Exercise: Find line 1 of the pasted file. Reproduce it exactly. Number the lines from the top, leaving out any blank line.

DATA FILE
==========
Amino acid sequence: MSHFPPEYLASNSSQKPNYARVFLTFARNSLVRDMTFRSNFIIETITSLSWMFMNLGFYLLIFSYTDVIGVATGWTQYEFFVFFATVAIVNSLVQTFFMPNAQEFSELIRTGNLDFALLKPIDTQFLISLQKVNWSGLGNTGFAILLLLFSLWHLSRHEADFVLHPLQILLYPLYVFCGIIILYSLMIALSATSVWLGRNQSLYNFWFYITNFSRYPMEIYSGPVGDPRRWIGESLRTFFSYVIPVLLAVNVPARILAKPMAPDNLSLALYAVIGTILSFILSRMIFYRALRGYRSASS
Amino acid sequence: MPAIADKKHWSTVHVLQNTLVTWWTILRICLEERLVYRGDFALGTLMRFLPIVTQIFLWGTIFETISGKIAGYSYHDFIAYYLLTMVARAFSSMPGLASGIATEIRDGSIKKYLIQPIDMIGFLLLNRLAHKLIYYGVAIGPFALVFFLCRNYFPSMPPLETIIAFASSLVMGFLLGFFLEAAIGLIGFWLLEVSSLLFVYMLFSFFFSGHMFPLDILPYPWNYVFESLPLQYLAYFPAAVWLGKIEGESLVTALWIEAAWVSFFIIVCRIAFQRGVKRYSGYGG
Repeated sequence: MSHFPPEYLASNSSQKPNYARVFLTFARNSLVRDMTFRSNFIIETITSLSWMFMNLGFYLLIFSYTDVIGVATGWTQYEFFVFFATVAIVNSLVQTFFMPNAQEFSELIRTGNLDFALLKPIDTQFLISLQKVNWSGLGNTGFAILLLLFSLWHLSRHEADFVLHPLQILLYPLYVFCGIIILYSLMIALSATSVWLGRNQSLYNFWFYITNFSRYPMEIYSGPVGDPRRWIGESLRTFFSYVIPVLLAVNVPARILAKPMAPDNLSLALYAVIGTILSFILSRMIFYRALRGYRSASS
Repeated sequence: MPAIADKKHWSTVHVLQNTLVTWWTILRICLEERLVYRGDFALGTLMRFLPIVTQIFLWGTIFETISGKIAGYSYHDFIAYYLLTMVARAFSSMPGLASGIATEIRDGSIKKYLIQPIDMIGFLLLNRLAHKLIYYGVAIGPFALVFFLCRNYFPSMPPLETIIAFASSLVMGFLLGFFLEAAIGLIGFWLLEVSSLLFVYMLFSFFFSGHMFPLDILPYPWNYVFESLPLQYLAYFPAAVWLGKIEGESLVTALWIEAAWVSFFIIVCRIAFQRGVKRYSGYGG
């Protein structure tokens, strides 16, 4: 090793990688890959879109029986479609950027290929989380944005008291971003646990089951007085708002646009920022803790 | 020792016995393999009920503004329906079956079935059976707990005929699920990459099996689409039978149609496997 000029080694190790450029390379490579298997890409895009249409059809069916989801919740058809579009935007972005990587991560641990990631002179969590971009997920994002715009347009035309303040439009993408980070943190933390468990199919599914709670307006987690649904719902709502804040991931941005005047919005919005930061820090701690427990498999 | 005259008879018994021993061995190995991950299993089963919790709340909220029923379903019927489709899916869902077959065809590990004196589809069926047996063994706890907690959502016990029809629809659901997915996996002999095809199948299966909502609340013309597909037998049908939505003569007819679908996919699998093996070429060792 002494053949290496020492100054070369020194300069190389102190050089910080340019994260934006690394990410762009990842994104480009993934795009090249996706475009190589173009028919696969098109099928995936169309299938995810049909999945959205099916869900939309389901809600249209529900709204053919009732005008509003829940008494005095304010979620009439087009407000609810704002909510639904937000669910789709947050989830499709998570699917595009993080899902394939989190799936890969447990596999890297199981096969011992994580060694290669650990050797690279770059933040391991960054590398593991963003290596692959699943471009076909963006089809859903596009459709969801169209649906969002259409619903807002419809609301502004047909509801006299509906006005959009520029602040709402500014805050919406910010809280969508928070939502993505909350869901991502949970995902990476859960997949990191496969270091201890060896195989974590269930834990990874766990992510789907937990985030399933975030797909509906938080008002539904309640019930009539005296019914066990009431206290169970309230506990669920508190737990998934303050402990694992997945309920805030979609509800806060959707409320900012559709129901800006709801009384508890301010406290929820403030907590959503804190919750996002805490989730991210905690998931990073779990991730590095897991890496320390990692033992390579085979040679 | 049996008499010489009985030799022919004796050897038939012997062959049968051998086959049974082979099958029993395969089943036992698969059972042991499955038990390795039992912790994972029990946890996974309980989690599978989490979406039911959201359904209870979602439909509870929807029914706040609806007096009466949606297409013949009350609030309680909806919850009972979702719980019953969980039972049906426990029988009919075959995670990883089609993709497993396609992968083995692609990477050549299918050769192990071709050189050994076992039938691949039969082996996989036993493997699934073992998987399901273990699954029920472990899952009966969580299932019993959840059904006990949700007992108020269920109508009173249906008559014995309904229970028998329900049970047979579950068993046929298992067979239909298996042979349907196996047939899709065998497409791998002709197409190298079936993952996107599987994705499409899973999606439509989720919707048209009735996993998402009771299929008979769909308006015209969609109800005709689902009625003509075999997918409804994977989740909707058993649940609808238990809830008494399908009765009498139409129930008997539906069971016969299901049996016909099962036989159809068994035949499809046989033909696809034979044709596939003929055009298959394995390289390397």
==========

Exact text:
Amino acid sequence: MSHFPPEYLASNSSQKPNYARVFLTFARNSLVRDMTFRSNFIIETITSLSWMFMNLGFYLLIFSYTDVIGVATGWTQYEFFVFFATVAIVNSLVQTFFMPNAQEFSELIRTGNLDFALLKPIDTQFLISLQKVNWSGLGNTGFAILLLLFSLWHLSRHEADFVLHPLQILLYPLYVFCGIIILYSLMIALSATSVWLGRNQSLYNFWFYITNFSRYPMEIYSGPVGDPRRWIGESLRTFFSYVIPVLLAVNVPARILAKPMAPDNLSLALYAVIGTILSFILSRMIFYRALRGYRSASS